would never do."

" He's so particular," said Mrs. Kenwigs, turning to the
other married lady, " that if we began without him, I should
be out of his will for ever."

" Dear ! " cried the married lady.

" You've no idea what he is," replied Mrs. Keifwigs ; " and
yet as good a creature as ever breathed."

" The kindest-hearted man as ever was," said Kenwigs.

" It goes to his heart, I believe, to be forced to cut the
water off, when the people don't pay," observed the bachelor
friend, intending a joke.

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George," said Mr. Kenwigs, solemnly, " none of that, if
you please."

" It was only my joke," said the friend, abashed.

" George," rejoined Mr. Kenwigs, " a joke is a wery good
thing — a wery good thing — but when that joke is made at the
expense of Mrs. Kenwigs's feelings, I set my face against it
A man in public life expects to be sneered at — it is the fault
of his elewated sitiwation, and not of himself. Mrs. Kenwigs's
relation is a public man, and that he knows, George, and that
he can bear ; but putting Mrs. Kenwigs out of the question
(if I could put Mrs. Kenwigs out of the question on such an
occasion as this), I have the honor to be connected with the
collector by marriage ; and I cannot allow these remarks in
my — " Mr. Kenwigs was going to say "house," but he
rounded the sentence with " apartments." ^

At the conclusion of these observations, which drew forth
evidences of acute feeling from Mrs. Kenwigs, and had the in-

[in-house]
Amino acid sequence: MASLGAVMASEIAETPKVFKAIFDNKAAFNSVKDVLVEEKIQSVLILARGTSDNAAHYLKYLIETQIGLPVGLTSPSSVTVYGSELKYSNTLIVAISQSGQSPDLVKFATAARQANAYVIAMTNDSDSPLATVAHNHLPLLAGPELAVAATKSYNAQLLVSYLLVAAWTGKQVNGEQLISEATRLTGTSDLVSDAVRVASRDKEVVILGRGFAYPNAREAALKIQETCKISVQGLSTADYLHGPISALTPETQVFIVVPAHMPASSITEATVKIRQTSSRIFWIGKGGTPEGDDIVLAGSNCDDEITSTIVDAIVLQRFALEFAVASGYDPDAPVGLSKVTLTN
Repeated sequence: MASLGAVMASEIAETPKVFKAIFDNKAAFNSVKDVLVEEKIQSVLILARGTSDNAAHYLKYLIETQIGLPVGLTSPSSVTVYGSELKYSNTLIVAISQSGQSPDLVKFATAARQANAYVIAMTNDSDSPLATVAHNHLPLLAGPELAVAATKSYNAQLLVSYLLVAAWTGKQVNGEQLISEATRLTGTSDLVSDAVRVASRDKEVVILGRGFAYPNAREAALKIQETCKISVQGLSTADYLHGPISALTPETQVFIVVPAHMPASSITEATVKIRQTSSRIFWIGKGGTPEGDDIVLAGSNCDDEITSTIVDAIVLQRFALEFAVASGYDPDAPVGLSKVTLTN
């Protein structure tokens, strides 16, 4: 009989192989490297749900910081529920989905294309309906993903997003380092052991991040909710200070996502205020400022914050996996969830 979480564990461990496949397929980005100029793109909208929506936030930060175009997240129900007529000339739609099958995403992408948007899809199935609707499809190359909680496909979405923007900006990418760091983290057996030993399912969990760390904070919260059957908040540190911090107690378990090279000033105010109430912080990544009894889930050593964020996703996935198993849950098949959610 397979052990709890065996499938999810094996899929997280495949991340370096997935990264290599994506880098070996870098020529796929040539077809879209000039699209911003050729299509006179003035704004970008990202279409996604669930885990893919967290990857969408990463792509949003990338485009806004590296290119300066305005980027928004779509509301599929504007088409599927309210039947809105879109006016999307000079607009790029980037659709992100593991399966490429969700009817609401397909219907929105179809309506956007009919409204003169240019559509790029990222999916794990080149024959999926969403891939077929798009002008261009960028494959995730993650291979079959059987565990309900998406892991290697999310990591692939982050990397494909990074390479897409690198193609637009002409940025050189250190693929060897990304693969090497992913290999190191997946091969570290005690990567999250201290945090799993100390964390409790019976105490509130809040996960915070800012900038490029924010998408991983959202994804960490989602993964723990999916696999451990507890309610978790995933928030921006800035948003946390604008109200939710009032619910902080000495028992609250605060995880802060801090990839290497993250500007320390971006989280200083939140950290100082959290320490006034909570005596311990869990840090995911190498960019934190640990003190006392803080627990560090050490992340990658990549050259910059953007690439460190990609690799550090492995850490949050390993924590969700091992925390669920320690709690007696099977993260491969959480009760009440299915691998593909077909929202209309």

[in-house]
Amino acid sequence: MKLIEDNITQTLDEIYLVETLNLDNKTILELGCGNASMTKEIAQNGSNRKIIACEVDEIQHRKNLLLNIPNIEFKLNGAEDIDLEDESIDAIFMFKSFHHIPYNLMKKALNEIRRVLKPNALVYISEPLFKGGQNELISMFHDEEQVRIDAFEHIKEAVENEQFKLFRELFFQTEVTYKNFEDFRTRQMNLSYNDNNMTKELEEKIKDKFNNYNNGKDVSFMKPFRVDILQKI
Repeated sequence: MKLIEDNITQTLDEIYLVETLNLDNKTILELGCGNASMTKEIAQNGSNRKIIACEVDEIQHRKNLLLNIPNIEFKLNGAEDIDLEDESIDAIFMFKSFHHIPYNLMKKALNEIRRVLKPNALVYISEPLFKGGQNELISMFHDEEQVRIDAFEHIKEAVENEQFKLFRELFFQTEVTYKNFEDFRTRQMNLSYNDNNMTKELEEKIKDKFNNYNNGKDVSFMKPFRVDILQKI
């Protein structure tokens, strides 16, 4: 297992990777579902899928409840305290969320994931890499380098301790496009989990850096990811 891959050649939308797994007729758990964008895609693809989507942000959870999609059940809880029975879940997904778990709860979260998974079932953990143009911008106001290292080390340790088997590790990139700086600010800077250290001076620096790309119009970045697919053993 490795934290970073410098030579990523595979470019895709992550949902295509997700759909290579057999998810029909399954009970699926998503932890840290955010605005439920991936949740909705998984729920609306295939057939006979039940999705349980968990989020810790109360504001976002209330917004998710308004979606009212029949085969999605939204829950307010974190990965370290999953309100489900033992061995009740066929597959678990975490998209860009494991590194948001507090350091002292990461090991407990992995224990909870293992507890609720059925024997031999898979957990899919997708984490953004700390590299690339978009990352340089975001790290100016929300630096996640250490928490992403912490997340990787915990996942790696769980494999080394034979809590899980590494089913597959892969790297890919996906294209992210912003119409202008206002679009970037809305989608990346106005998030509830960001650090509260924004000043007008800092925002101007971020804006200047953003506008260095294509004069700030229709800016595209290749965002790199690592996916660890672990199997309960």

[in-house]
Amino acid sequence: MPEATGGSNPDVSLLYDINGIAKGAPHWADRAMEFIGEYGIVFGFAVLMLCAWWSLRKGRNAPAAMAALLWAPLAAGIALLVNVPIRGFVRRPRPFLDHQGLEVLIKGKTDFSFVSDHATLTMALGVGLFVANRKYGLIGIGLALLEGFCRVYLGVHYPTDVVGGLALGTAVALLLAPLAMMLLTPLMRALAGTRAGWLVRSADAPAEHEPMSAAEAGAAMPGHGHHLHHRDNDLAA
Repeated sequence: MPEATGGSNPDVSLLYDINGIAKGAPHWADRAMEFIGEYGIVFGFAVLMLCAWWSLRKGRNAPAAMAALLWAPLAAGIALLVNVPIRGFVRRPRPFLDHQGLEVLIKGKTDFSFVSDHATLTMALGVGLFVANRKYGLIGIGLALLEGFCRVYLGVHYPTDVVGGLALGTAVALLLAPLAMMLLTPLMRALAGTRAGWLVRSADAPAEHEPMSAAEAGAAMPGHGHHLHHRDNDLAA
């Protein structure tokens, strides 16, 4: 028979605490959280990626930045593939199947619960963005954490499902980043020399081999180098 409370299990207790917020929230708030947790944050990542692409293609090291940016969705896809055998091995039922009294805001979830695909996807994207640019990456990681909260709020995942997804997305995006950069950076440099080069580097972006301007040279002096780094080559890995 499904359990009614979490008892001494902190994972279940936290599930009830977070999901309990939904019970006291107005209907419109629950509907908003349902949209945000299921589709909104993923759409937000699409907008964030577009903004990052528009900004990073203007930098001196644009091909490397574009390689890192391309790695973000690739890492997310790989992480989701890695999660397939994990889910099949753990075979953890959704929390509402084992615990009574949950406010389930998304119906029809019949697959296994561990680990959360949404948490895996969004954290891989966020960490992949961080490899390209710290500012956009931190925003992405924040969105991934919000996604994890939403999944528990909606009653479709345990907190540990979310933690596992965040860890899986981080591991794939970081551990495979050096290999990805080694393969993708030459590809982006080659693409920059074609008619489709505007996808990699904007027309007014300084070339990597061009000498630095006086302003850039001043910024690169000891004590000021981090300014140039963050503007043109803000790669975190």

tended effect of impressing the company with a deep sense of
the collector's dignity, a ring was heard at the bell.

" That's him," whispered Mr. Kenwigs, greatly excited,
" Morleena, my dear, run down and let your uncle in, and
kiss him directly you get the door open. Hem ! Let's be

Adopting Mr. Kenwigs's suggestion, the company spoke
very loudly, to look easy and unembarrassed ; and almost as
soon as they had begun to do so, a short old gentleman in
drabs and gaiters, with a face that might have been carved
out of lignum vita, for anything that appeared to the contrary,
was led playfully in by Miss Morleena Kenwigs, regarding
whose uncommon Christian name it may be here remarked
that it had been invented and composed by Mrs. Kenwigs
previous to her first lying-in, for the special distinction of her
eldest child, in case it should prove a daughter.

" Oh, uncle, Iamw glad to see you," said Mrs. Kenwigs,
kissing the collector affectionately on both cheeks. "So
glad ! "

" Many happy returns of the day, my dear," replied the
collector, feturning the compliment.

Now, this was an interesting thing. Here was a collector
of water-rates, without his book, without his pen and ink,
without his double knock, without his intimidation, kissing —
actually kissing — an agreeable female, and leaving taxes, sum-
monses, notices that he had called, or announcements that he

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would never call again, for two quarters' due, wholly out of
the question. It was pleasant to see how the company looked